The full might of the Roman Empire was concentrated on defeating the Bar Kochba Revolt. At the peak of the war, Hadrian had committed a full 12 legions (out of a total of 28 that Rome had) to his campaign. Every effort was made to crush the Bar Kochba Revolt, because if successful, it could have brought down the entire Roman Empire, as such a success could have lead other conquered peoples to revolt against Rome, as well. The Roman historian, Dio Cassius, who lived a hundred years after the event, summarized the impact that the revolt had on the populations existing at that time: “[Many] gentiles came to their aid…the whole earth, one might almost say, was being stirred over the matter.” So, it became imperative to defeat Bar Kochba at all costs.
We can try to analyze the right and the wrong of Bar Kochba’s revolt against Rome, which resulted in the deaths of almost 600,000 Jews. But, it would not be beneficial, nor would it change history. It was the spirit of the Bar Kochba Revolt that had a major impact upon Israel’s early political leadership and which led them to declare national independence. It is the same spirit that pushes the Israeli people to say “no” to terrorism and to efforts to destroy us as a people. But, Bar Kochba was a man who studied his Bible. He knew that the God of Abraham, Isaac and Jacob made promises to His people. However, like many who preceded him and who followed him, and who even proclaimed him to be the Messiah (like Rabbi Akiva), they relied upon the arm of the flesh and not on The Lord of Hosts. He continues to say: “‘not by might, nor by power; but by My Spirit’.” (Zechariah 4:6)
Lots of other things have happened over the past few weeks, some of which were right here in Haifa.
Hizb’allah drone shot down over Haifa waters.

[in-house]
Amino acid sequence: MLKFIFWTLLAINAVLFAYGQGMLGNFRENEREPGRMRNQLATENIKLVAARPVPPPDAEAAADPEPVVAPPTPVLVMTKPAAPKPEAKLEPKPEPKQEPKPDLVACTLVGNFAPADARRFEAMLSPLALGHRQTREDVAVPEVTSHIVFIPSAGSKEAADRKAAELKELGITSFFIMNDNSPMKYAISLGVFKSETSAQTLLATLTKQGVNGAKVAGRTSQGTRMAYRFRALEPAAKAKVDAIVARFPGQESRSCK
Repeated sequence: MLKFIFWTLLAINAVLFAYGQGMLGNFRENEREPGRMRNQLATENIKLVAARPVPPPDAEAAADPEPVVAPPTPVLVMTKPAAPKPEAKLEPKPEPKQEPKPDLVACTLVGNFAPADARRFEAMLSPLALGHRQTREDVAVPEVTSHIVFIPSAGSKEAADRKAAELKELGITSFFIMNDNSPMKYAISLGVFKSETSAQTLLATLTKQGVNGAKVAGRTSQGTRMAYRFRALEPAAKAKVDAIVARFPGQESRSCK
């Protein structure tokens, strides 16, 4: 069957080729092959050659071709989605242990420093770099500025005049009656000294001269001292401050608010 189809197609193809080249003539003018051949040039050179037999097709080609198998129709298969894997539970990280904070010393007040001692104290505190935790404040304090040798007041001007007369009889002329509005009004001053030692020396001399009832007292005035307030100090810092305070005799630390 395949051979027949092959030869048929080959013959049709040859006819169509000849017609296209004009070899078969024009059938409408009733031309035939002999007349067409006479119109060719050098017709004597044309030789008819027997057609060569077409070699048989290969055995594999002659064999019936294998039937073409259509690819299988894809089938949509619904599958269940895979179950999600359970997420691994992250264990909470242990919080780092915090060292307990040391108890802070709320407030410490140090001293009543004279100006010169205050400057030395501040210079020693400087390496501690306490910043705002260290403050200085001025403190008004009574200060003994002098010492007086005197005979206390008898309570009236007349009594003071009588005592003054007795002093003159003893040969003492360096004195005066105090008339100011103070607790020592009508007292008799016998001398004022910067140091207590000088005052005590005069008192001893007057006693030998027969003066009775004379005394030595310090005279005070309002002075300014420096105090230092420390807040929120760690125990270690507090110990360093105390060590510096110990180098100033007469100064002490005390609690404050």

A week ago last Thursday, the Hizb’allah sent an unmanned aircraft into Israeli airspace. These aircraft are usually quite small and many times accomplish their spy missions successfully and return back to their bases without mishap. But, small or not, Israel was able to track it from the time it took off in Lebanon and followed its course south along the Mediterranean Sea. When the drone (technical term: UAV – unmanned aerial vehicle) reached the coast of Haifa, it was shot down by Israeli Air Force jet with a single missile. An earlier Hizb’allah drone, sent six months ago, met a similar fate.
Responding to this incident, Prime Minister Benjamin Netanyahu said last week that “Israel will deal with every threat from Syria and from Lebanon from the sea, air and land…Syria is cracking and Lebanon is unstable. Considerable threats to Israel are seen coming from both places, and in Syria there are two direct threats. The first is the flow of weapons to terrorist organizations, and the second is a terrorist attempt to infiltrate our borders and attack our communities in Israel.”
It is reasonable to presume that the drone was not armed. If it had been, it would have evoked a severe military response from Israel. It probably was sent to test Israel’s ability to respond to small, barely visible aircraft, as well as its response time. In any event, the greater likelihood is that it was an attempt by the Hizb’allah to get out from under local and international Arab pressure and condemnation for siding with the Shiite regime of Syrian President Bashar al-Assad against the rebels, who represent the Sunni majority there. As a result of its military involvement in Syria, the question is being asked whether the Hizb’allah is more loyal to Syria and Iran than it is to Lebanon. So, by sending the drone, it was like sending a message to other Arab countries that the Hizb’allah have not forgotten that the real enemy is Israel and that their organization is the real defense of Lebanon. We could probably expect to see more incidents like this and on a more frequent basis. This is based on a claim by the Hizb’allah that its drone successfully penetrated our air space for eight minutes before it was shot down. Also, when this happened six months ago, Hizb’allah leader Sheik Hassan Nasrallah said that this type of sophisticated drone was manufactured in Iran, assembled by the Hizb’allah and that there would be more of them. Sending the drone was also an attempt to send an embarrassing message to Israel that if you can penetrate our air space, so we can penetrate yours. Obviously, the drone was sent to also take pictures and send them back to Lebanon, where they could also be published and be used as propaganda against Israel, showing Israel that she is relatively defenseless against this form of activity of the Hizb’allah.